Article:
It was, in fact, the Jamaican's first loss in a 200m race since 11 March 2000 - not quite as prolonged a span of invincibility as the nine years, nine months and 122 races in which Ed Moses was untouchable in the 400m hurdles, but at five years, four months and 42 races, halfway towards it. "I've seen it as a wake-up call," Campbell reflected, as she settled into the Athletes' Village in Helsinki and looked ahead to the challenge of attempting to gain another global 200m crown to set alongside the Olympic title she won in Athens a year ago. "I've taken it as a positive rather than a negative. It has made me more motivated, more focused."
The focal point of Campbell's attention here in Finland, where she also runs in the heats of the 100m today, is the young American who pulled away from her in the home straight at Crystal Palace.
At 18, Allyson Felix took the Olympic silver medal in Campbell's wake in Athens. At 19, the Californian stands to become the first teenager - male or female - to win an individual sprint event in the 22-year history of the World Championships. She will start the favourite when the heats of the 200m get under way in the Olympic Stadium on Wednesday, having beaten Campbell in London (with a wind-assisted 22.16sec to 22.29sec) and having clocked 22.13sec at the US Championships last month to head the world rankings for 2005.
Not that Felix sees herself as the number one contender. "I still think Veronica Campbell is the woman to beat," she said. "I think she's going to be stepping up her game here. Psychologically, I don't think beating her at Crystal Palace was really that important. Anything can happen here. I have to go out there when it comes to the rounds and just be competitive and not think it's a sure thing. That's how I go into every race."
When Felix insists she keeps her running life in keen perspective, she is making no idle boast. Her father, Paul, happens to be an ordained minister who teaches New Testament Greek at the Master's Seminary in Sun Valley, California. "The reality is Allyson can get from point A to point B faster than most people, and society has put a big emphasis on that," her father said, when asked about his daughter's burgeoning progress in the global sporting spotlight. "But that is not significant in light of eternity. So we try to remind her that God has given her ability, and she is responsible for using it to His glory."
Felix herself maintained: "My faith is the most important thing in my life. That's why I run. It's a gift from God, and I want to use it to the best of my ability." Her manager, Renaldo Nehemiah, the former 110m hurdles world record holder, describes her as: "wholesome, refreshing, well-grounded". "She's just pure," he added. "Pure talent."
That being the case, the teenage prodigy would make a refreshingly welcome winner of the World Championship women's 200m title. The first three women across the line in the final in Paris two years ago - Kelli White, Anastasiya Kapachinskaya and Torri Edwards - have all since either confessed to using banned drugs or have failed tests for them. Then there is Marion Jones, winner of the world title in Edmonton in 2001. Her fading form these past two summers has coincided with her unproven implication in the Bay Area Laboratory Co-Operative - Balco - drugs scandal.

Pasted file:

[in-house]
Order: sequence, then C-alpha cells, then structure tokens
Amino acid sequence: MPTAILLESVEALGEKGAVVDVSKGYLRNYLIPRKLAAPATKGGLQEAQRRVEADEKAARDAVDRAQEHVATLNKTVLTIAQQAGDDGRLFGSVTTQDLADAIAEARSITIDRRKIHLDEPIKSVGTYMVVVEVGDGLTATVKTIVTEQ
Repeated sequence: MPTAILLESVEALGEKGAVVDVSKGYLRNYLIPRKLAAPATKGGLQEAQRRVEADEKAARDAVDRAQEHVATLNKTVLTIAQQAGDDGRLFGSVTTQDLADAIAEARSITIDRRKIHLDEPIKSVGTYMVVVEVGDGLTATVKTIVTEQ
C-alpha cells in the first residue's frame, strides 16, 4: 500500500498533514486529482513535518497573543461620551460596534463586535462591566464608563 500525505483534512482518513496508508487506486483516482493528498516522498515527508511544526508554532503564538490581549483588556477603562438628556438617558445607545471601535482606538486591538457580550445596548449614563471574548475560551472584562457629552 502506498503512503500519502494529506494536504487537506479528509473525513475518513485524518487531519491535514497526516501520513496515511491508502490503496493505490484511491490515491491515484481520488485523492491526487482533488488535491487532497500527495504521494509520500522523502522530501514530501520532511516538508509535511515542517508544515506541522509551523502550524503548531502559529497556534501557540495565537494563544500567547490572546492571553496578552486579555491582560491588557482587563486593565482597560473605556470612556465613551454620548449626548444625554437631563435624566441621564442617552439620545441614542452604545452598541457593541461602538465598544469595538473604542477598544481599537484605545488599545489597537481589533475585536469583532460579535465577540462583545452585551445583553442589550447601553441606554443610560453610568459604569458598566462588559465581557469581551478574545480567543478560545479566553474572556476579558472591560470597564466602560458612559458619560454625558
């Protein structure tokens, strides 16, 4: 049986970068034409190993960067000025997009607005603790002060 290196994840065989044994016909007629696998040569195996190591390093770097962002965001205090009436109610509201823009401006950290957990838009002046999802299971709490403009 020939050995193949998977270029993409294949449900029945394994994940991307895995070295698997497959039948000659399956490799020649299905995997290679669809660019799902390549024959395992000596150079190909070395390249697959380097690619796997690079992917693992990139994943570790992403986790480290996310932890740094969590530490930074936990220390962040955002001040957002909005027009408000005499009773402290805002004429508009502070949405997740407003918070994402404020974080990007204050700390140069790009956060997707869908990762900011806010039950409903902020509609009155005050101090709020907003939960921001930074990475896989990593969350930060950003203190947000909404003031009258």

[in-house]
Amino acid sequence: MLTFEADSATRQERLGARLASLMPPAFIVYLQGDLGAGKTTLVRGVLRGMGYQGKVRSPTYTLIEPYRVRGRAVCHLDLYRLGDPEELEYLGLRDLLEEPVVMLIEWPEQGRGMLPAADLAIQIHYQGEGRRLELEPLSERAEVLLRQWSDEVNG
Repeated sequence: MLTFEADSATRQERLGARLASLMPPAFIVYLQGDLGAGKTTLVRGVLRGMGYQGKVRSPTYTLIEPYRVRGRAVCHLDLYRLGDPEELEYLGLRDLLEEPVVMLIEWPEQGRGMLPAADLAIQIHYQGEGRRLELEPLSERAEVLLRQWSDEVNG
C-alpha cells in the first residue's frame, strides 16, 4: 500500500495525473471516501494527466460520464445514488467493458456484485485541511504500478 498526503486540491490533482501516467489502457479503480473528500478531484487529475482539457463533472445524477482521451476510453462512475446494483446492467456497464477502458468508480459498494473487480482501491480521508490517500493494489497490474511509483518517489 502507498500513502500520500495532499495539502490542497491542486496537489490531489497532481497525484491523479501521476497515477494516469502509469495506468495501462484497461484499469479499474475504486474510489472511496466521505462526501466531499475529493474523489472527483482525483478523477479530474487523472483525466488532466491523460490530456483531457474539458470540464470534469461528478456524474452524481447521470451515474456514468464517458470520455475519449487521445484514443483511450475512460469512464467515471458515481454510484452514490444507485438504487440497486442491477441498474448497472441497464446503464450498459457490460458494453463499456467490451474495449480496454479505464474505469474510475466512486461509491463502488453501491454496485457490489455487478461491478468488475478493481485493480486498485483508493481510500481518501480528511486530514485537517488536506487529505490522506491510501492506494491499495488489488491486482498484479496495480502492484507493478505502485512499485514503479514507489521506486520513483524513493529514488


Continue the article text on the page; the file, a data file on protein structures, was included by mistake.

Felix has long been labelled "the new Marion Jones". Two years ago she broke Jones' US junior and high school records with a time of 22.51sec at the Mount Sac Relays in California. At the same meeting 12 months previously she had queued for Jones to sign her autograph book.
The prospect of Jones ever having to testify in court against accusations that she used banned performance-enhancing drugs faded last month after the final defendant in the Balco case, Dwain Chambers' former coach Remy Korchemny, agreed a deal with the prosecuting authorities in the United States.
"I really haven't been following it," Felix said, with not a little exasperation, when asked about the Balco saga and the cloud that has been cast over Jones and US sprinting. "I've been out there training and just focusing on me and the World Championships. I haven't had to deal with any of that."
Felix has been doing her training in Los Angeles under the guidance of Bob Kersee, husband of the heptathlon world record holder Jackie Joyner-Kersee and brother-in-law of the late Florence Griffith-Joyner, who put the world 100m and 200m records beyond the grasp of her rivals and succeeding generations with the finger of suspicion being pointed in her direction (without any firm foundation, it has to be said).
Not that Felix can remember any of the fuss about Flo-Jo. She was, after all, only two when Griffith-Joyner scorched to the Olympic 200m title in a freakish 21.34sec in Seoul in 1988.